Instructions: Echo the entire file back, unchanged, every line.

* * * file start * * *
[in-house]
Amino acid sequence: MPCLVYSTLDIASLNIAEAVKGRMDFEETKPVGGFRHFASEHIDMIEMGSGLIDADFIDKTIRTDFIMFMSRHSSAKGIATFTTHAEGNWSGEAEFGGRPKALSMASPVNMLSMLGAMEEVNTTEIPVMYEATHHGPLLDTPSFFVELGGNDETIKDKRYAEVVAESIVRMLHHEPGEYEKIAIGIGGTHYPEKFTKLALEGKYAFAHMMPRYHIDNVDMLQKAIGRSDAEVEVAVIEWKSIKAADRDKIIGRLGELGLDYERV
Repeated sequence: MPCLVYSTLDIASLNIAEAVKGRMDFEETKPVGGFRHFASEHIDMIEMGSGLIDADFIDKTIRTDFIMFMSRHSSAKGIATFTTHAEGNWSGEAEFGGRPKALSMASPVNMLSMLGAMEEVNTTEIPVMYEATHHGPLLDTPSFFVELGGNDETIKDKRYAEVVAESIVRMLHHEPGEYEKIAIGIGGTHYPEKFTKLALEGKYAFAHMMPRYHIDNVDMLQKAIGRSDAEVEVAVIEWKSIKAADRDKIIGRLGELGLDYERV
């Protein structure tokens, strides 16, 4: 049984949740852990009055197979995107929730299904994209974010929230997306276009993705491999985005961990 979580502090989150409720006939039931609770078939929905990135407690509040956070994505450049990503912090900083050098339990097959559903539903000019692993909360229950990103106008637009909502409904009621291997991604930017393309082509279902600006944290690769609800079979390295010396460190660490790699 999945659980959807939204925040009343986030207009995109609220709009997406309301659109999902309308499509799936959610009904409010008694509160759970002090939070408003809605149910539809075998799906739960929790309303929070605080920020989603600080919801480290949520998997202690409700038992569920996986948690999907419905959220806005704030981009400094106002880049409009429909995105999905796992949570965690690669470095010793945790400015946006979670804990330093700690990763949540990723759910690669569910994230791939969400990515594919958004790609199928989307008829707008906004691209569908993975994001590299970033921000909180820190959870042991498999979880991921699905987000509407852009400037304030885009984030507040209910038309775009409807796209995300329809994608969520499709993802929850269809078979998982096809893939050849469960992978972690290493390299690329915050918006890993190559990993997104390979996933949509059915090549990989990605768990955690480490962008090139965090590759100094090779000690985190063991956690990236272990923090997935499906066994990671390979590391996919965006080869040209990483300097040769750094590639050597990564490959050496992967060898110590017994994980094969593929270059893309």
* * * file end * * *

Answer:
[in-house]
Amino acid sequence: MPCLVYSTLDIASLNIAEAVKGRMDFEETKPVGGFRHFASEHIDMIEMGSGLIDADFIDKTIRTDFIMFMSRHSSAKGIATFTTHAEGNWSGEAEFGGRPKALSMASPVNMLSMLGAMEEVNTTEIPVMYEATHHGPLLDTPSFFVELGGNDETIKDKRYAEVVAESIVRMLHHEPGEYEKIAIGIGGTHYPEKFTKLALEGKYAFAHMMPRYHIDNVDMLQKAIGRSDAEVEVAVIEWKSIKAADRDKIIGRLGELGLDYERV
Repeated sequence: MPCLVYSTLDIASLNIAEAVKGRMDFEETKPVGGFRHFASEHIDMIEMGSGLIDADFIDKTIRTDFIMFMSRHSSAKGIATFTTHAEGNWSGEAEFGGRPKALSMASPVNMLSMLGAMEEVNTTEIPVMYEATHHGPLLDTPSFFVELGGNDETIKDKRYAEVVAESIVRMLHHEPGEYEKIAIGIGGTHYPEKFTKLALEGKYAFAHMMPRYHIDNVDMLQKAIGRSDAEVEVAVIEWKSIKAADRDKIIGRLGELGLDYERV
């Protein structure tokens, strides 16, 4: 049984949740852990009055197979995107929730299904994209974010929230997306276009993705491999985005961990 979580502090989150409720006939039931609770078939929905990135407690509040956070994505450049990503912090900083050098339990097959559903539903000019692993909360229950990103106008637009909502409904009621291997991604930017393309082509279902600006944290690769609800079979390295010396460190660490790699 999945659980959807939204925040009343986030207009995109609220709009997406309301659109999902309308499509799936959610009904409010008694509160759970002090939070408003809605149910539809075998799906739960929790309303929070605080920020989603600080919801480290949520998997202690409700038992569920996986948690999907419905959220806005704030981009400094106002880049409009429909995105999905796992949570965690690669470095010793945790400015946006979670804990330093700690990763949540990723759910690669569910994230791939969400990515594919958004790609199928989307008829707008906004691209569908993975994001590299970033921000909180820190959870042991498999979880991921699905987000509407852009400037304030885009984030507040209910038309775009409807796209995300329809994608969520499709993802929850269809078979998982096809893939050849469960992978972690290493390299690329915050918006890993190559990993997104390979996933949509059915090549990989990605768990955690480490962008090139965090590759100094090779000690985190063991956690990236272990923090997935499906066994990671390979590391996919965006080869040209990483300097040769750094590639050597990564490959050496992967060898110590017994994980094969593929270059893309």